While Amazon is busy figuring out infrastructure for its Prime Air drone empire, augmented reality startup Edgybees has launched Drone Prix AR, an AR racing game for drones.
Edgybees in fact draws from Amazon’s talent pool; Menashe Haskin, a former manager at the Amazon Prime Air office in Israel, helped cofound it in 2016. Fellow founders CEO Adam Kaplan and vice president for research and development Nitay Megides come from data virtualization and robotics backgrounds respectively.
Even as regulations have ramped up for commercial drones, they garnered some time in the limelight at the Mobile World Congress earlier this year. Industry revenue is estimated to reach more than $6 billion in 2017 and exceed $11.2 billion by 2020, according to market researcher Gartner. The Consumer Technology Association thinks that 2017 will be a big year for drones on the consumer side, estimating a 40 percent increase to 3.4 million drones bought by hobbyists, increasing the audience for drone-based games and apps.
Drone Prix creates an AR race course that overlays whatever environment the drone is in, generating collectable prizes and obstacles for the player to avoid. In a partnership with drone creator DJI and Epson, Drone Prix is optimized for DJI drones and uses the Epson Moverio BT-300 Drone Edition smart glasses. Players can stream a first-person view from their drone’s built-in camera using DJI controllers with a video screen or via their smartphones with the DJI GO app. However, the Moverio Drone Edition glasses can also provide a more seamless heads-up display.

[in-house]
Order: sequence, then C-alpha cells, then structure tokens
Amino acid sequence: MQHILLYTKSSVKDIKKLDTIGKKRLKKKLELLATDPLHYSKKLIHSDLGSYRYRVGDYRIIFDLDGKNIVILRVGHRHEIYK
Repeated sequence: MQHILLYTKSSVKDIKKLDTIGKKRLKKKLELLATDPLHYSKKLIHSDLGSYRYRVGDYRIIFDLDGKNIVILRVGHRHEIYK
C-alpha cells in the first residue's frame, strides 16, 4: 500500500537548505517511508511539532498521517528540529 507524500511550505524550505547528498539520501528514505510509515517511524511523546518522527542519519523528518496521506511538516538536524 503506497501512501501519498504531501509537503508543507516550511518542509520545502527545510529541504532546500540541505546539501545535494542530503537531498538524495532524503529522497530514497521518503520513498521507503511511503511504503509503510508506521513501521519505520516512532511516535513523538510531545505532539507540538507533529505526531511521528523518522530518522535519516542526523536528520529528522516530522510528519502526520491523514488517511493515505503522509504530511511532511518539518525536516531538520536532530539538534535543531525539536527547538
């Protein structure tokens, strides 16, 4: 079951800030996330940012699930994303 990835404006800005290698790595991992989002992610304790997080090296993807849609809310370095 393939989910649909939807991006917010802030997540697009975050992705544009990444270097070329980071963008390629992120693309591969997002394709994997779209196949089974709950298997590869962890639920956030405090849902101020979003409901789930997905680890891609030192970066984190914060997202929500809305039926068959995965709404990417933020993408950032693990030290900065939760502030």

Others have tried to create AR racing games for drones, such as Drone n Base, which sought $70,000 on Indiegogo in 2015 to create its own drone as well as the corresponding game for players’ mobile devices. The project ended up raising only about $25,000, but it nevertheless moved forward with manufacturing and released its iOS app in beta earlier this year in January.
Drone Prix is single-player game for now, though it does feature a leaderboard, and comes with 30 obstacle courses in various levels of difficulty. It’s too early to say whether the game will take off, since it seems that most people are using their drones to make films or take selfies. But if the Drone Racing League is any indication, there’s interest in more applications, which Edgybees is likely counting on. According to CNBC, 28.2 million viewers watched DRL’s first season on ESPN last year, and the second season which airs this June will be broadcast in 75 countries.
This post by Stephanie Chan originally appeared on VentureBeat.
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